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The Habitual Anxiety Trap

June 08, 20233 min read

Anxiety is a normal and often healthy emotion. However, when a person regularly feels disproportionate levels of anxiety, it can become a problem.

Our brains learn patterns. When we allow ourselves to wallow in feeling a certain way or continue to think a certain way, our brains learn the shape of these thoughts.  These become common paths for thoughts to travel on in our brains, similar to deer paths in forests or streams of water cutting paths in stone. 

This is how we form habits and in this case the habit of feeling anxious. It may have started safe, like planning and worrying about the future, or caring about what others think. These are normal social developments but the problem comes when they become extreme and the worry becomes a habit and feels uncontrollable.

This habitual anxiety can interfere with our daily life and make it difficult to function. There are many different causes of habitual anxiety, including genetics, stress, trauma, and certain medical conditions. 

If you are struggling with habitual anxiety, it is important to be OK with seeking professional help if needed.  Quite often giving voice to our thoughts and just getting them outside of ourselves helps us realize that they may not be as all consuming as we have allowed them to be.

Now we must teach our brains new pathways for our thoughts to travel.  But how? 

One of the best ways to “train our brains” is meditation. The Luvo app has many different types of meditations to try including breathing and relaxation. There are even weekly live sessions on a variety of topics with the chance for Q&A afterwards.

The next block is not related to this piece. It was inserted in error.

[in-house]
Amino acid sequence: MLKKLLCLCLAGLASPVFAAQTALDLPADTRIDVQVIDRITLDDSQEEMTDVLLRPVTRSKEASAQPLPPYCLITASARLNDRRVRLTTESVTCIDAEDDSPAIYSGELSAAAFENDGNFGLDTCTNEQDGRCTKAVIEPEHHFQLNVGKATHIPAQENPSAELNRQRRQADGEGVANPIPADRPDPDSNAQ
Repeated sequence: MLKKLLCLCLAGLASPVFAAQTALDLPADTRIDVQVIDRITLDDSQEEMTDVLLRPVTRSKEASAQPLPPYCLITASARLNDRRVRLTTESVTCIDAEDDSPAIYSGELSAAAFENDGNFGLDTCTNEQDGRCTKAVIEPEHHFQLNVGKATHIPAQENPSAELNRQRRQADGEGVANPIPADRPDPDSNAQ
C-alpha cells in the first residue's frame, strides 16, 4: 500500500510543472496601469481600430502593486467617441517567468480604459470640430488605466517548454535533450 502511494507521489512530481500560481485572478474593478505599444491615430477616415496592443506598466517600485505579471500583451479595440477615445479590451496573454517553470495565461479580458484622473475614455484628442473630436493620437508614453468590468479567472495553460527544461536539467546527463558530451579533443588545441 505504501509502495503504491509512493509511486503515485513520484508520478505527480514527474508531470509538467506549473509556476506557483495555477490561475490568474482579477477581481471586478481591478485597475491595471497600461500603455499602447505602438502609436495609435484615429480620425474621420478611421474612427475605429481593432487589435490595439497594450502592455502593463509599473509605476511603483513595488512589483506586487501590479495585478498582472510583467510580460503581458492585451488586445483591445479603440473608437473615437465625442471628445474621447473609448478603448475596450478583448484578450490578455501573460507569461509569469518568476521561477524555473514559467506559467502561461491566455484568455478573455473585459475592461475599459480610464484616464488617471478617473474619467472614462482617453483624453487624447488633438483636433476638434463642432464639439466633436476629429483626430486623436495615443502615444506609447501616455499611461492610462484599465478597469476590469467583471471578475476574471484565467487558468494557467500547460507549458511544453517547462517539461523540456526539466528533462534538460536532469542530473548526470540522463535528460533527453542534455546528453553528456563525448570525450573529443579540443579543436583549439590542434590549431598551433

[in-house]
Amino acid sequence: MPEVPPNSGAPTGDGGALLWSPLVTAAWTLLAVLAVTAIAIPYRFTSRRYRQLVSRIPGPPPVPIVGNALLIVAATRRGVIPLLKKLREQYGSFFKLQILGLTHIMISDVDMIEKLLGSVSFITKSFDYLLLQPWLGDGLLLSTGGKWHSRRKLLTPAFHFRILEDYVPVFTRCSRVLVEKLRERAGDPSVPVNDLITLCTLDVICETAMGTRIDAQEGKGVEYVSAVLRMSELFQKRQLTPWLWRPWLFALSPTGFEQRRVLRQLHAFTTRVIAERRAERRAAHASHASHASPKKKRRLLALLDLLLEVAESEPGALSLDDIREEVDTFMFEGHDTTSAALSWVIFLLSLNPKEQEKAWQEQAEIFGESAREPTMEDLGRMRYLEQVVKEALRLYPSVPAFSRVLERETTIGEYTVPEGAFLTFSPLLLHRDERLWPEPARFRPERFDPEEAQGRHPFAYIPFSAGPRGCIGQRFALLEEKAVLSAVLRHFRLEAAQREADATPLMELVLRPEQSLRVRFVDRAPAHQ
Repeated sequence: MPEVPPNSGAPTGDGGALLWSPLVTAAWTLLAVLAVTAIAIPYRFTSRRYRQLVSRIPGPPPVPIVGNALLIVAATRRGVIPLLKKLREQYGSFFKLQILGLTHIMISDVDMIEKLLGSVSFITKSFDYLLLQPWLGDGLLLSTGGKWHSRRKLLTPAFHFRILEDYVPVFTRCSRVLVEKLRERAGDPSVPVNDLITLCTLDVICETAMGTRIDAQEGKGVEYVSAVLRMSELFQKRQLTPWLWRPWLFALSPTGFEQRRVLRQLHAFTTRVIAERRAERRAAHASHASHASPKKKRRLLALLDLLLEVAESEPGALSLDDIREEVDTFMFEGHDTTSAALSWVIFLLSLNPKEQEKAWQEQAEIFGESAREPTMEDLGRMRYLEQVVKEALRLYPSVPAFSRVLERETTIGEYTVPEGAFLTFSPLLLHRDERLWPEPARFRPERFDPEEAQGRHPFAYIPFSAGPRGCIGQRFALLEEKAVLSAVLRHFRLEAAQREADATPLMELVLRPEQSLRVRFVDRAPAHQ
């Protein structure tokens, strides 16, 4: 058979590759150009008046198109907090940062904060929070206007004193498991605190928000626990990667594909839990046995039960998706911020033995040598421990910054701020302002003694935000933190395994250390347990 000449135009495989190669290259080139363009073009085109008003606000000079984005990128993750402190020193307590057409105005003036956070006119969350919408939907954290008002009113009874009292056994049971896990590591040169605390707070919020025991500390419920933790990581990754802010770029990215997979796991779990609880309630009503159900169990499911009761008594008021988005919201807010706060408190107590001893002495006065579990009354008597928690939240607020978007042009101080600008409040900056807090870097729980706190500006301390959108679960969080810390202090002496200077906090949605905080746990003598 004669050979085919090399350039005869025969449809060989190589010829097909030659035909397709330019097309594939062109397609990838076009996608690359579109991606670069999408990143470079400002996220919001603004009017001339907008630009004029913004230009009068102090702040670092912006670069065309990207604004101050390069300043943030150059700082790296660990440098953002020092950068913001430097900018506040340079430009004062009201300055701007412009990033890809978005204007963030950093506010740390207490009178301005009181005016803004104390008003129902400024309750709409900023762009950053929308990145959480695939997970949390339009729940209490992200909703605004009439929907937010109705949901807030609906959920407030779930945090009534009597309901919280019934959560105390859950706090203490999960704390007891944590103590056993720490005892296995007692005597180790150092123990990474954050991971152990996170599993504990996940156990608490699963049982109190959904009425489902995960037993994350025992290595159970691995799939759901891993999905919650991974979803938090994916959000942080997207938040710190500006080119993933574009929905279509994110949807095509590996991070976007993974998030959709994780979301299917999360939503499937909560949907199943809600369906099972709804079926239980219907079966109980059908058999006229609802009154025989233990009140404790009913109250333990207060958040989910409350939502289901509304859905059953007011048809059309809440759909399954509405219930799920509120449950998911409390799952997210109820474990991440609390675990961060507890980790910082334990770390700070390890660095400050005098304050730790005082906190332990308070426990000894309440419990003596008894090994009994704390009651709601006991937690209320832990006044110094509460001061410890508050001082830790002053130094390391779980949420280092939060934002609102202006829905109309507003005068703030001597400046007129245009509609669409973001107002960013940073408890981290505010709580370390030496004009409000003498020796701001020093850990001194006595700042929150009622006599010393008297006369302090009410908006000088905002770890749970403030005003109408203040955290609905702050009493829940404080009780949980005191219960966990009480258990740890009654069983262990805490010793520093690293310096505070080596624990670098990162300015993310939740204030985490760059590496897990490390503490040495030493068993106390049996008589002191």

Focusing on relaxing is a key.

A good quick tool to help us focus when anxiety hits is to bring logic into it. Not to logic our way out of it but to think of the positives. One thing I that can be done is for every bad thought, think of 3 good thoughts/3 things we are grateful for, or if [the thing] were to happen that we are so afraid of, realistically, what exact bad will happen, and then what good things might come out of it?

Focusing on the good/positive things and having our attention there, reduces the energy we are putting towards the negative.

So much of our life in this modern age is so sedentary that our bodies don’t get the chance to relieve the stress in the normal way. Well guess where all that stress goes?  It gets internalized into cronic anxiety.

There are many different relaxation techniques that can help reduce anxiety. In addition to meditation, yoga is a good way to train our brains to focus while also getting some of the vital movement our bodies need to relieve stress.

Get enough sleep is a major component to keeping your brains healthy and stress-free. When we are sleep-deprived, we have fewer tools to combat stress. Our bodies can manifest the tiredness as a form of pain and pain can register to our brains as anxiety. Everyone is different but most people need 6-8 hours of sleep each night in order to function well, physically and mentally.

If you are struggling with habitual anxiety, don’t suffer in silence. There are many resources available to help you overcome this problem

Overcoming habitual anxiety is not easy, but it is possible. With the right help and support to create positive habits, we can learn to manage our anxiety and push through it to have peace in our lives.

We can live fulfilling and productive lives where eventually, anxiety may no longer be a struggle.

“The only way out is through.”   – Robert Frost

Photo by Brett Jordan on Unsplash

Luvo Team

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